Social media makes creating a reaction easy. You can always find someone who will agree, disagree, volunteer, or lend an opinion or advice.

Social media doesn’t necessarily make it any easier to manage or organise thoughts or opinions. For that, you are completely reliant on people’s goodwill; putting hashtags in the right places, commenting on blogs or following a particular feed. This is a huge ask when you are competing for people’s attention using a portal that is providing a constantly updated stream of news, opinion and content from other people.

Trying to bring people together at the same time online, on the same network or website is even more hard work. People have lives offline of course, and other things to do online. Like their jobs.

All of this is a long-winded way of saying that helping to run a weekly web chat is actually bloody hard work. In my case, that chat is NHS Social Media #nhssm.

Don’t get me wrong, it continues to be immensely rewarding. It’s a sandbox to experiment, share and discuss, in a less formal environment. Its a fantastic way to understand other’s views about digital engagement and more specifically, how people use Twitter. Perhaps most importantly I get to work with some great people.

The hard work comes from it being a weekly commitment. Committing to going to the gym (or the pub) once a week is OK. Committing to going at exactly the same time every week is a little harder. Committing to sitting in front of a laptop at the same time every week, and making sure you are somewhere with a good connection is much harder still. Although I have been known to combine these different commitments. Hint – not including the gym.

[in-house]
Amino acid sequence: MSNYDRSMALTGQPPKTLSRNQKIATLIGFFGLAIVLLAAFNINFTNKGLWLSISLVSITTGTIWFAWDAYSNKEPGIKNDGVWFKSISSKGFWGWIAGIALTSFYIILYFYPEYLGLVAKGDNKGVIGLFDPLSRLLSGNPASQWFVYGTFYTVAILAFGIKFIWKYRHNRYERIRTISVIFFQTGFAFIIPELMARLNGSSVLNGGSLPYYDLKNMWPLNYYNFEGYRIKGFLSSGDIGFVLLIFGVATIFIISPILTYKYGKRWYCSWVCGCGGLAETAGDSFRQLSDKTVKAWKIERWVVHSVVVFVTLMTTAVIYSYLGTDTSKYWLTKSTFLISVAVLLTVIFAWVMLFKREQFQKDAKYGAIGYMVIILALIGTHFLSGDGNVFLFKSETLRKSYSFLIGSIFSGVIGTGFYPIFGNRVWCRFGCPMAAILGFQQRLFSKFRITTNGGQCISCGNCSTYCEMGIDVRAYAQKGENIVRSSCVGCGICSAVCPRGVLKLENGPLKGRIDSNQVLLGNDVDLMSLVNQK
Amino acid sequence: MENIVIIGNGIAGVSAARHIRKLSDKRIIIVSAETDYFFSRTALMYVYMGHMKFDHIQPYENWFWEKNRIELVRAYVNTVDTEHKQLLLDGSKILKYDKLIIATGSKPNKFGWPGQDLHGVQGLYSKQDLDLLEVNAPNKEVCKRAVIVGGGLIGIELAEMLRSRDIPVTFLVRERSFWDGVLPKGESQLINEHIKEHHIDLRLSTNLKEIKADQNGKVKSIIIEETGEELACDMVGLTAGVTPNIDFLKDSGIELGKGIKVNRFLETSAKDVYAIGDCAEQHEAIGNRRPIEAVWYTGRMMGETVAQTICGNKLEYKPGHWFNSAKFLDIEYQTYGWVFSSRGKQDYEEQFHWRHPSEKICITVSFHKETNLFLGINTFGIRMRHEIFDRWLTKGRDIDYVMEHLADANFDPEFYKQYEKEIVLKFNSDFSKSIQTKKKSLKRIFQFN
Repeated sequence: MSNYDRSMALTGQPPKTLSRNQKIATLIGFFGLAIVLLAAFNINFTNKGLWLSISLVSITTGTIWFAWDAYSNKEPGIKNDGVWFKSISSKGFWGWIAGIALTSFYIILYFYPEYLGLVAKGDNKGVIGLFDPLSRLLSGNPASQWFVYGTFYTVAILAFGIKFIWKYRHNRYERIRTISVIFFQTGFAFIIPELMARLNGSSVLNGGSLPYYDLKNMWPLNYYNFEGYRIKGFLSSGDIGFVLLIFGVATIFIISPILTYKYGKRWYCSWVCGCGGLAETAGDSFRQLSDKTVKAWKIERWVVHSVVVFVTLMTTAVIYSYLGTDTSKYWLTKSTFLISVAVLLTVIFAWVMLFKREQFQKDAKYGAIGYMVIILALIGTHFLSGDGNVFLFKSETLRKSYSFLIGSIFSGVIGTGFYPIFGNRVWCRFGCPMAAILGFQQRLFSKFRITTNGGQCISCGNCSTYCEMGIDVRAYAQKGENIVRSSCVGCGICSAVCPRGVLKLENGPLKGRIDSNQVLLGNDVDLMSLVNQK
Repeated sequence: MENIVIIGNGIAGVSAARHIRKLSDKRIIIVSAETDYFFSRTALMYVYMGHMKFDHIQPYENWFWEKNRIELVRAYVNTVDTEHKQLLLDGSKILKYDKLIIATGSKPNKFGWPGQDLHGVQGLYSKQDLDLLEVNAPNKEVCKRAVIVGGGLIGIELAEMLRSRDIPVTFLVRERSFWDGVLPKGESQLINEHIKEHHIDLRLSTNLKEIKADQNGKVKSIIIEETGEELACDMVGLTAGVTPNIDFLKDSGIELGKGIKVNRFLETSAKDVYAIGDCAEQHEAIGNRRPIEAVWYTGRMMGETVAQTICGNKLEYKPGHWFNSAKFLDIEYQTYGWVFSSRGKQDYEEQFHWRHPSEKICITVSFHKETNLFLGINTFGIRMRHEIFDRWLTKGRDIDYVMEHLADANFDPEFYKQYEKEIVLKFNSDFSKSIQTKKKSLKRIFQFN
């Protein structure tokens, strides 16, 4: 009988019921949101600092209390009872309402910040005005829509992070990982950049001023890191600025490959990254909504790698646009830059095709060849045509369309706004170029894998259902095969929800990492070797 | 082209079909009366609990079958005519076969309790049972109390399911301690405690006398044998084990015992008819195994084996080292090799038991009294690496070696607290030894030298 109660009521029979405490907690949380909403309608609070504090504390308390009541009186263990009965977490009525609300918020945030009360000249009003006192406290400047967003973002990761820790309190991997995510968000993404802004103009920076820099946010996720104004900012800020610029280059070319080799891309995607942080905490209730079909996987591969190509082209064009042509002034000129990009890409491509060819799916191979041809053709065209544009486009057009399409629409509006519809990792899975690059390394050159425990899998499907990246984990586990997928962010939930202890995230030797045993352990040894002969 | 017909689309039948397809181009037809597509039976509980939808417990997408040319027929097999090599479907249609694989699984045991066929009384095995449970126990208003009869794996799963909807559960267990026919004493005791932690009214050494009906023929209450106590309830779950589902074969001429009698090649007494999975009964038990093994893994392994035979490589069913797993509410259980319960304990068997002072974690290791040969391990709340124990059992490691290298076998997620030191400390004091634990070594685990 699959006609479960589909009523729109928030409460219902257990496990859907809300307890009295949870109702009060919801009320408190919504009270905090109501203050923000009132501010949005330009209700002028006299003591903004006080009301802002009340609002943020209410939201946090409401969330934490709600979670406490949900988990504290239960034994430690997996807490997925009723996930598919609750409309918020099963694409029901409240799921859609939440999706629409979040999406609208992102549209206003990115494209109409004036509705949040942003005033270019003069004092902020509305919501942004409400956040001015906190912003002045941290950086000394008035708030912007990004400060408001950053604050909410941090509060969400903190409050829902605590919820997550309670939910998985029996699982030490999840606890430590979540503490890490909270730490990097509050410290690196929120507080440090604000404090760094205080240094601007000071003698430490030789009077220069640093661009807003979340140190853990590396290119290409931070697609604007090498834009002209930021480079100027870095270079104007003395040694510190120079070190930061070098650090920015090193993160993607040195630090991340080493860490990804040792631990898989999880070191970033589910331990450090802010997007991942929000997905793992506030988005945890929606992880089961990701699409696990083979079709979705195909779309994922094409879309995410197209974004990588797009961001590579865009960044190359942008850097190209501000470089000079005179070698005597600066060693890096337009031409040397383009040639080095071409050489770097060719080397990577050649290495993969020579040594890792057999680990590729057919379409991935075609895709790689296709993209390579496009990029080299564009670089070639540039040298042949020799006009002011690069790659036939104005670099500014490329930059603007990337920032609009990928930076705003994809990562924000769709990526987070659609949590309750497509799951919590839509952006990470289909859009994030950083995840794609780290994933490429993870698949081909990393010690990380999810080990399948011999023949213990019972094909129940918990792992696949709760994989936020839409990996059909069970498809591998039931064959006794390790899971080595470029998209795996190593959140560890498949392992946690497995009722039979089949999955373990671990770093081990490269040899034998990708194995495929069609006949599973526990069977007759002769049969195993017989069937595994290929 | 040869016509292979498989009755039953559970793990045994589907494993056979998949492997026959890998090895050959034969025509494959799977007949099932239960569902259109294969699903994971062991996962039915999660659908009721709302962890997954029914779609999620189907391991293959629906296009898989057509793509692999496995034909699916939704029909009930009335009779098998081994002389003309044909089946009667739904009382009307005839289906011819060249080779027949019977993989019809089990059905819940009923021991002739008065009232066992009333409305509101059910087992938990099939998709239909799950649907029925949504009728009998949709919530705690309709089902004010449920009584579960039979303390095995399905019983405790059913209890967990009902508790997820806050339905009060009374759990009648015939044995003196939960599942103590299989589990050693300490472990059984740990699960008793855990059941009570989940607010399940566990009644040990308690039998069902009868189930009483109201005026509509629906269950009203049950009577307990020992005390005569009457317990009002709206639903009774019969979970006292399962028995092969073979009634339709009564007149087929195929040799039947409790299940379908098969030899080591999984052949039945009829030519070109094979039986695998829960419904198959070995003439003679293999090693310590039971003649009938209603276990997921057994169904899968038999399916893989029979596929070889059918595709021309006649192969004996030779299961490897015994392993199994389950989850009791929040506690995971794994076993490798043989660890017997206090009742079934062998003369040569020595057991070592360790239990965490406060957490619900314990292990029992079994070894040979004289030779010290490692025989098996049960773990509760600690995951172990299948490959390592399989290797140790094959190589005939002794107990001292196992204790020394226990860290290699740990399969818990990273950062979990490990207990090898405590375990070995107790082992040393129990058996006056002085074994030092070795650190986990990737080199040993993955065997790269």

Promoting chats in advance, blogging about them and coralling supporters every week is also lots of work. But worth it.

Worth it when:

  • the conversation fills your screen more quickly than Tweetchat can update
  • people share knowledge that everyone can take back to their desks the next day
  • you build relationships with those facing similar challenges
  • the community challenges a pre-conception
  • the community gains some recognition

    volume controls on a cell phone

    Sometimes a web chat involves turning up the volume for quiet participants. Image courtesy of http://bit.ly/8Zfbro

Here are the key ingredients:

  1. promote the hell out of your webchat – blog, tweet, talk and evangelise
  2. never underestimate how much reminding and prompting people need to turn up
  3. look after the quiet regulars. They are likely as not your core audience and you need to prove the chat can be useful to them. Encourage and nurture
  4. manage the noisy guys. They bring spirit and momentum, but sometimes run the risk of putting others off
  5. work to a rule of thirds. One third of your audience is talking on the chat. Another third are just watching. And another third meant to be there but forgot. Look after each third
  6. your chat is also like a junior school disco. Everyone’s divided down the middle and not yet dancing together. You need to do some introductions, some welcomes, and some more encouragement. Glitter ball and Spandau Ballet are optional
  7. have lots of links ready to share. People value links and supporting information
  8. it will take time for people to start suggesting topics, so have some questions prepared in advance of every chat. Make them practical (‘what are the benefits of corporate blogging?’) or contentious (‘do corporate IT policies stifle use of social media?’)
  9. the same themes and topics will crop up every week. That’s OK, it usually means people want to talk about them some more
  10. take opportunities to meet participants offline. It really helps everyone to put faces to avatars

While writing this post I found this useful summary of why Twitter chats can be a useful activity for any organisation.

I’m still learning – please share your experiences here.